“I was once asked if I start to hate tracks that I’ve been working on for too long and my answer was no because I’m always jumping from one track to another. That way I never get bored or stuck, but I guess that’s to do with my ADHD.”

Do you therefore see mixing as a routine?

“The routine of mixing can be really boring but exciting at the same time. It reminds me of cleaning or tidying up a room – you have a lot of objects that you want to place somewhere so everything will look just how you like it.”

kate nv

(Image credit: Jenia Filatova)

Do you use hardware synths or physical samplers to create or play with sounds?

“Wow was recorded such a long time ago that I remember what I used but not how it was made. There was definitely a Prophet synth because I recorded one when I was in Red Bull Music Studios in New York. They also had a Sequential OB-6, which is a nice synthesiser with 1,000 patches and I went through all of them. 

“I also used one of my favourite synths, the Alpha Juno-2, which sounds amazing, and I definitely used a Novation Ultranova because it’s the first synth I ever bought and I’d just got it when I started some of the tracks. I didn’t use any drum machines or samplers because I already have a lot of drum machine samples on my laptop based on live recordings.”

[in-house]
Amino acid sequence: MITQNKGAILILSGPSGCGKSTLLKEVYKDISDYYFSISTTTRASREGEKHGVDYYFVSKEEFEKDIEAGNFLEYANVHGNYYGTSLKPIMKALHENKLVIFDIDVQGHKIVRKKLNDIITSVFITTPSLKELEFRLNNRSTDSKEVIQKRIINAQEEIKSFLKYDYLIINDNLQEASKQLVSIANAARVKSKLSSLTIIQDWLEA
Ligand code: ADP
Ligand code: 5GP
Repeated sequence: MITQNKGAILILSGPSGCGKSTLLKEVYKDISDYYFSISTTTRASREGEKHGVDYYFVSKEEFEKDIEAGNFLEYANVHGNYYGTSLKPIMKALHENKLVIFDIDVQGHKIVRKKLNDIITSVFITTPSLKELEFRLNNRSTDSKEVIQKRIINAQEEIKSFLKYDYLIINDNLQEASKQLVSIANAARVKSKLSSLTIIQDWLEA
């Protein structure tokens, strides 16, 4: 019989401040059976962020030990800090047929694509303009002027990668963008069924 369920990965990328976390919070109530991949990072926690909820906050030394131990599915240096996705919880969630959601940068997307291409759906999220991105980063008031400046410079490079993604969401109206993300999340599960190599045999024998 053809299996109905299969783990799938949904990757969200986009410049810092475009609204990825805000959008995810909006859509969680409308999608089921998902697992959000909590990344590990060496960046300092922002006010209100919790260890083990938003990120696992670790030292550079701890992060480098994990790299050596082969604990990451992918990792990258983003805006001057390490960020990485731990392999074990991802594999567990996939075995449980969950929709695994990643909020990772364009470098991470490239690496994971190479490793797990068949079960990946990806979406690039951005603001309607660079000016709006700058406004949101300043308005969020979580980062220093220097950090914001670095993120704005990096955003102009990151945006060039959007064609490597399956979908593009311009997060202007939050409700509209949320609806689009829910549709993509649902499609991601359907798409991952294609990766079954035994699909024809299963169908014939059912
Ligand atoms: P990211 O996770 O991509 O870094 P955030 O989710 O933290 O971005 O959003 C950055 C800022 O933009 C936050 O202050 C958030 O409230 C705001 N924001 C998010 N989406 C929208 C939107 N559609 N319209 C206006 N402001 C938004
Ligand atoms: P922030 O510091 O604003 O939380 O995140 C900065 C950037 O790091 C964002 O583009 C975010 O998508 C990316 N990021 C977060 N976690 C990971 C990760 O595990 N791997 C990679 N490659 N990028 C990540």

A few tracks seem to incorporate a lot of broken-up vocal samples…

“The vocals on tracks Razmishlenie (Thinking), Slon (Elephant), Mi (We) and Oni (They) are a combination of my voice and my ex-boyfriend’s who happens to be a guitar player in the band Glintshake. I love that all these tracks have these voices because it means that they have a thread running through them. 

My favourite plugins are from Soundtoys: EchoBoy is one of the best plugins ever made

“If I’m feeling lazy, I’ll put a long audio file on a track in Ableton and chop it up, but if I want to do it properly I’ll chop the sounds into short syllables, export them as a separate file and assign them to my laptop keyboard – then I can use them in any way I like. My favourite plugins are from Soundtoys: EchoBoy is one of the best plugins ever made.”

Can you envision returning to the live stage and improvising with various physical objects?

“I had a plan to try to perform Wow live and wanted to practise doing some crazy, random high bpm stuff with a band, but as everyone has moved to different places I need to figure out how to perform alone. Of course, I want to improvise with random objects but I can’t carry a lot of heavy stuff with me. Maybe I can figure out how to improvise with objects I find in the places I travel to – that can also be fun!” 

Kate NV's Wow is scheduled for release on 3 March via RVNG Intl.